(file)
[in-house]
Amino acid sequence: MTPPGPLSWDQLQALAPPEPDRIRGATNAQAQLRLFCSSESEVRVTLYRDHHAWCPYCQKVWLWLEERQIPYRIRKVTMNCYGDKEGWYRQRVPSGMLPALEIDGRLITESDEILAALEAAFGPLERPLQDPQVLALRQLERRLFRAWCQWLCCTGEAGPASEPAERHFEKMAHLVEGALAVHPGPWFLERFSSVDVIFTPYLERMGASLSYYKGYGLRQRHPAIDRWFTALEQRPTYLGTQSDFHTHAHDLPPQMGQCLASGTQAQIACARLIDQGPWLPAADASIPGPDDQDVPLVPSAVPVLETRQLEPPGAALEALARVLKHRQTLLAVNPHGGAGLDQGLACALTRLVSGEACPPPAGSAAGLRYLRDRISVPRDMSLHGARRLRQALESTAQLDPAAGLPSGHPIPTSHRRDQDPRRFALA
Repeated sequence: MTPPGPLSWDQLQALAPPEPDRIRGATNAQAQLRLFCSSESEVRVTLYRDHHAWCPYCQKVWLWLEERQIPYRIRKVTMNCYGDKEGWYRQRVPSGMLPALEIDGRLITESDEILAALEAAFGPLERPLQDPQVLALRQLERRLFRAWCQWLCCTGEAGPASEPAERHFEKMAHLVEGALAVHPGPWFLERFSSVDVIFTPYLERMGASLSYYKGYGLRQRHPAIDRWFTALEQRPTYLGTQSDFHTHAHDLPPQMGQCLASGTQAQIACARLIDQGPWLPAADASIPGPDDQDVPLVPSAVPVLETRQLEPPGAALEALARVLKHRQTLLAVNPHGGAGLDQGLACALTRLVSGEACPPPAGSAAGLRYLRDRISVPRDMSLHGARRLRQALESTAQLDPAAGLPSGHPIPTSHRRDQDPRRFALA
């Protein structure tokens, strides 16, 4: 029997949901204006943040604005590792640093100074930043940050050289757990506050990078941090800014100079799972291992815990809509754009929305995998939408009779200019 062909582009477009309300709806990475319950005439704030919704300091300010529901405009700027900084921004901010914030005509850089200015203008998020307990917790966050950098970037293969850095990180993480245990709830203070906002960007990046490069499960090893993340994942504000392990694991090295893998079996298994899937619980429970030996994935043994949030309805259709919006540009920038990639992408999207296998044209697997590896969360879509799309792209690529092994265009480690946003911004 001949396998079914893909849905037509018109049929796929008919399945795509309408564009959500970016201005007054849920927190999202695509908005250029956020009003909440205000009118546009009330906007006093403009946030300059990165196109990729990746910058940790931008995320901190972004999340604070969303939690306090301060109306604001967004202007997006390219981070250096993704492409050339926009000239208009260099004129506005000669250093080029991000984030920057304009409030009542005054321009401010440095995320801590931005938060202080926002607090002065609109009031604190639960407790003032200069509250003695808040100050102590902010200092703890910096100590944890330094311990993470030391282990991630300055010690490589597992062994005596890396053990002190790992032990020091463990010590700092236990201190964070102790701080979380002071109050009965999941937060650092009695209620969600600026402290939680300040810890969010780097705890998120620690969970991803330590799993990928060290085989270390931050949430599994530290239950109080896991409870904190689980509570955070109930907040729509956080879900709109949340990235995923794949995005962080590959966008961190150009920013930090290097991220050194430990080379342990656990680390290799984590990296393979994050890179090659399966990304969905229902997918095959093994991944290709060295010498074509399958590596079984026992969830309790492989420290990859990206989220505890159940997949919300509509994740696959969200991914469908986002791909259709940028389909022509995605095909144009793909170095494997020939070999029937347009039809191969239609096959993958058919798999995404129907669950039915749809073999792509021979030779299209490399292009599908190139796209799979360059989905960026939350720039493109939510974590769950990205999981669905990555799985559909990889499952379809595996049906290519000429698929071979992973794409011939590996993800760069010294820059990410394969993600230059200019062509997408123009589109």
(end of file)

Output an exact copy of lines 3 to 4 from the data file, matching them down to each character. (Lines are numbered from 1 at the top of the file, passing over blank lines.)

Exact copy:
Repeated sequence: MTPPGPLSWDQLQALAPPEPDRIRGATNAQAQLRLFCSSESEVRVTLYRDHHAWCPYCQKVWLWLEERQIPYRIRKVTMNCYGDKEGWYRQRVPSGMLPALEIDGRLITESDEILAALEAAFGPLERPLQDPQVLALRQLERRLFRAWCQWLCCTGEAGPASEPAERHFEKMAHLVEGALAVHPGPWFLERFSSVDVIFTPYLERMGASLSYYKGYGLRQRHPAIDRWFTALEQRPTYLGTQSDFHTHAHDLPPQMGQCLASGTQAQIACARLIDQGPWLPAADASIPGPDDQDVPLVPSAVPVLETRQLEPPGAALEALARVLKHRQTLLAVNPHGGAGLDQGLACALTRLVSGEACPPPAGSAAGLRYLRDRISVPRDMSLHGARRLRQALESTAQLDPAAGLPSGHPIPTSHRRDQDPRRFALA
């Protein structure tokens, strides 16, 4: 029997949901204006943040604005590792640093100074930043940050050289757990506050990078941090800014100079799972291992815990809509754009929305995998939408009779200019 062909582009477009309300709806990475319950005439704030919704300091300010529901405009700027900084921004901010914030005509850089200015203008998020307990917790966050950098970037293969850095990180993480245990709830203070906002960007990046490069499960090893993340994942504000392990694991090295893998079996298994899937619980429970030996994935043994949030309805259709919006540009920038990639992408999207296998044209697997590896969360879509799309792209690529092994265009480690946003911004 001949396998079914893909849905037509018109049929796929008919399945795509309408564009959500970016201005007054849920927190999202695509908005250029956020009003909440205000009118546009009330906007006093403009946030300059990165196109990729990746910058940790931008995320901190972004999340604070969303939690306090301060109306604001967004202007997006390219981070250096993704492409050339926009000239208009260099004129506005000669250093080029991000984030920057304009409030009542005054321009401010440095995320801590931005938060202080926002607090002065609109009031604190639960407790003032200069509250003695808040100050102590902010200092703890910096100590944890330094311990993470030391282990991630300055010690490589597992062994005596890396053990002190790992032990020091463990010590700092236990201190964070102790701080979380002071109050009965999941937060650092009695209620969600600026402290939680300040810890969010780097705890998120620690969970991803330590799993990928060290085989270390931050949430599994530290239950109080896991409870904190689980509570955070109930907040729509956080879900709109949340990235995923794949995005962080590959966008961190150009920013930090290097991220050194430990080379342990656990680390290799984590990296393979994050890179090659399966990304969905229902997918095959093994991944290709060295010498074509399958590596079984026992969830309790492989420290990859990206989220505890159940997949919300509509994740696959969200991914469908986002791909259709940028389909022509995605095909144009793909170095494997020939070999029937347009039809191969239609096959993958058919798999995404129907669950039915749809073999792509021979030779299209490399292009599908190139796209799979360059989905960026939350720039493109939510974590769950990205999981669905990555799985559909990889499952379809595996049906290519000429698929071979992973794409011939590996993800760069010294820059990410394969993600230059200019062509997408123009589109």